Like many publishers with print titles, TTG were facing challenges with the rising costs of print and distribution. But they were also struggling with a competitor who published a very similar magazine. “For the last seven years, there’s not really been a lot of differentiation between the two of us,” explained Griffiths. “We’re coming out on the same day, usually with the same stories, and often with the same cover wrap from the same advertisers.”

“It meant that all of the hard work of the editorial team was just not getting noticed, and the magazines were frequently getting mixed up by agents.” 

In order to shake up the print magazine, they commissioned an external research piece “to find out what our audience wanted from a 21st century weekly travel trade magazine.” The research highlighted differentiation between TTG and its competitor as an issue, meaning that this had to be a key focus of the redesign. But the research also found that there was still an appetite for print; something that was “particularly exciting and really crucial” for the team.

“Some of the quotes from those surveys included comments about wanting to turn the screen off…and saying the print magazine was something they want to take home, and have a cup of tea with,” said Griffiths. “The upshot was an entire rethinking of our print proposition.”   

The result has entirely transformed the magazine. Not only has the print day completely shifted from a Thursday to a Monday, to “lead the news agenda for the week,” but the magazine is now a smaller size to differentiate it, and has glossy, National Geographic-style covers featuring inspirational images, rather than other events and agents. 

“This is, after all, a travel magazine,” Griffiths commented. “We may be in a B2B space, but we still need to inspire. Now, you can quickly tell which magazine is TTG.”

The content also got an overhaul. The layout of core parts like the news is much more accessible, with room for bite-sized information. The features too are now much longer reads with more in-depth interviews, and gorgeous photography to “inspire agents as much as their customers.”

As well as being a hit with the audience, the redesign had the benefit of bringing the whole TTG team together behind a shared purpose. “TTG Media exists to promote a smarter, better, fairer travel industry,” said Griffiths. “We have that message on the front cover of the magazine and our website, but now we’re known in the industry as the go-to magazine for smarter, better and fairer travel…and for companies that want to champion responsible tourism.”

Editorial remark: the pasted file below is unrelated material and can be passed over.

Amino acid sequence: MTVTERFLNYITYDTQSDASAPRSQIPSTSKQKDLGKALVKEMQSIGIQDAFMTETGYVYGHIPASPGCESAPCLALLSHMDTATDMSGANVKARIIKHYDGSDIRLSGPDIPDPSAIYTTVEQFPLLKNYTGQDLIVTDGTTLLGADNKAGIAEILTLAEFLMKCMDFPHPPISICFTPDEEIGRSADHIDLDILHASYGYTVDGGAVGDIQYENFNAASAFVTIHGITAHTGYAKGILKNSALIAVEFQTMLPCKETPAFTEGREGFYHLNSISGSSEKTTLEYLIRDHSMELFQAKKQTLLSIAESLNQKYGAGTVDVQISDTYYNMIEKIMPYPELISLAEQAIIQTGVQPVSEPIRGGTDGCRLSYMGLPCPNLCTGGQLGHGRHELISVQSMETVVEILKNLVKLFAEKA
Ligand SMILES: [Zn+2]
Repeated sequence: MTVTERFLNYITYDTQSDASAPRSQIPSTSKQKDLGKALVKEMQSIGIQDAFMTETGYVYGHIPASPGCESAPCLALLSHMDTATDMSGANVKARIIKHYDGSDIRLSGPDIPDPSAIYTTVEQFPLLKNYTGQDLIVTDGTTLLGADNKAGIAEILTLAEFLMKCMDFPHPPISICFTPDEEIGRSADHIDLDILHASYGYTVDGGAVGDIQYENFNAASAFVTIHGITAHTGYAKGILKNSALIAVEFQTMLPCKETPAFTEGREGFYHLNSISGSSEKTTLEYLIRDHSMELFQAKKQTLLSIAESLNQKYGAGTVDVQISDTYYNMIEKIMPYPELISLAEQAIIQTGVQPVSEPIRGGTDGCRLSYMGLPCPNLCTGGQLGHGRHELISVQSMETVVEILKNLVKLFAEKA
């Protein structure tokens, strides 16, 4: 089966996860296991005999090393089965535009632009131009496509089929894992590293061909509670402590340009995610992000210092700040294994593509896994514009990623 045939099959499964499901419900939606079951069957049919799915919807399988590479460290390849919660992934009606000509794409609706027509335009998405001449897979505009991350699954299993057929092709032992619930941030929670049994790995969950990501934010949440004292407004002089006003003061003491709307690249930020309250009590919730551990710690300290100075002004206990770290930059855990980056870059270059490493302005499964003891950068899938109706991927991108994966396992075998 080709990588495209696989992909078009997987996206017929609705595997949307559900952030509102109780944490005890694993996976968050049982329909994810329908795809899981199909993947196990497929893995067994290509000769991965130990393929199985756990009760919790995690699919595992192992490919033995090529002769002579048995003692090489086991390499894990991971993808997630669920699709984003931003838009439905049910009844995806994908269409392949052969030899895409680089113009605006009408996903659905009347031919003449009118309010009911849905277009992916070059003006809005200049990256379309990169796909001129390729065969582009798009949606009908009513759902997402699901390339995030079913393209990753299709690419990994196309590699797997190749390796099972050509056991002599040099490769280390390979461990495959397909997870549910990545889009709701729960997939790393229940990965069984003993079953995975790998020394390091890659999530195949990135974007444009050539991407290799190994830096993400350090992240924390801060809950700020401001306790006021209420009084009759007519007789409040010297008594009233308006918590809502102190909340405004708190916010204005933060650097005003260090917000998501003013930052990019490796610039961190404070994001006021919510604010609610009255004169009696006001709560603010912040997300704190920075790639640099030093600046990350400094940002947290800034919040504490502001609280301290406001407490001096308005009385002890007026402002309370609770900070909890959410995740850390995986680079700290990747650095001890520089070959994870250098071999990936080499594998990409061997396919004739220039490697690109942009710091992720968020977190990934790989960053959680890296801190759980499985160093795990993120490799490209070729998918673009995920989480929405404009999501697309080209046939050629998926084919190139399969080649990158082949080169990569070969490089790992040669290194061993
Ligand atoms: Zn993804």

The website and social media have recently been relaunched as well, so all products complement each other, but the magazine was the priority for TTG. “For us, at our core remains our weekly magazine, because we think we’ve proven that for us at least, print is far from dead.”

‘Premiumising’ print at Future

Finally, Paul Newman, the Brand Director of Future’s Home Interest portfolio outlined how the publisher has combatted circulation decline on their print titles. Circulation charts are a familiar, and often depressing sight for professionals in print, with ongoing decline between around 10-15% a year. “You’ve got to be pretty innovative to do something about this,” said Newman. 

“Our start point was to stop making excuses, and actually get on with creating a proper business model that is fit for 2020, and future proof.”

Newman’s approach to the three print titles under the Home Interest umbrella was to apply ‘premiumisation’. “We believe if you want to extend the shelf life of print, you have to invest in it in some way,” he explained. “If you don’t invest in print when it’s the core of the brand, you will fail faster, and you will fall further.”

He gave the example of print title Period Living as a brand where they had applied this ‘premiumisation’ around a retail event; generating demand for the print. They gave away a bumblebee shopper bag with a special issue in Waitrose last year, and upped the cover price from £4.45 to £7.99 to cover the cost of the gift.

“This was a huge success for us,” said Newman. “We sold 80% of the magazines – normally, sales efficiency will be 50-60% – but this one was just off the charts in terms of demand. It paid for itself in terms of the investment.”

Newman admits that generating this sort of demand is not easy to do. “You need to be able to have the capital up front to be able to make that kind of investment in packaging, retail and marketing,” he said. “But it’s something that anybody can do – you can start simply with a normal issue, and start by adding something extra – like a supplement; a straightforward paper-based product. Then you look at how much that costs, and how much you need to increase your prices as a result.” 

“What we’ve learned is that if you create a great package, and you create a lot of value, and you understand what your readers really want, then they’ll buy it.”

As a result of this type of thinking, Period Living has seen 5.6% growth in the 2019 ABCs. “At Future, we’ve got a golden rule that’s underpinned 35 years of the business,” Newman concluded. “You need to understand the needs of your audience, and then satisfy that. More importantly, you need to do that better than anybody else.”

“As long as we don’t lose sight of that value, and we always create our products with that in mind, we trust we will make money as a result.”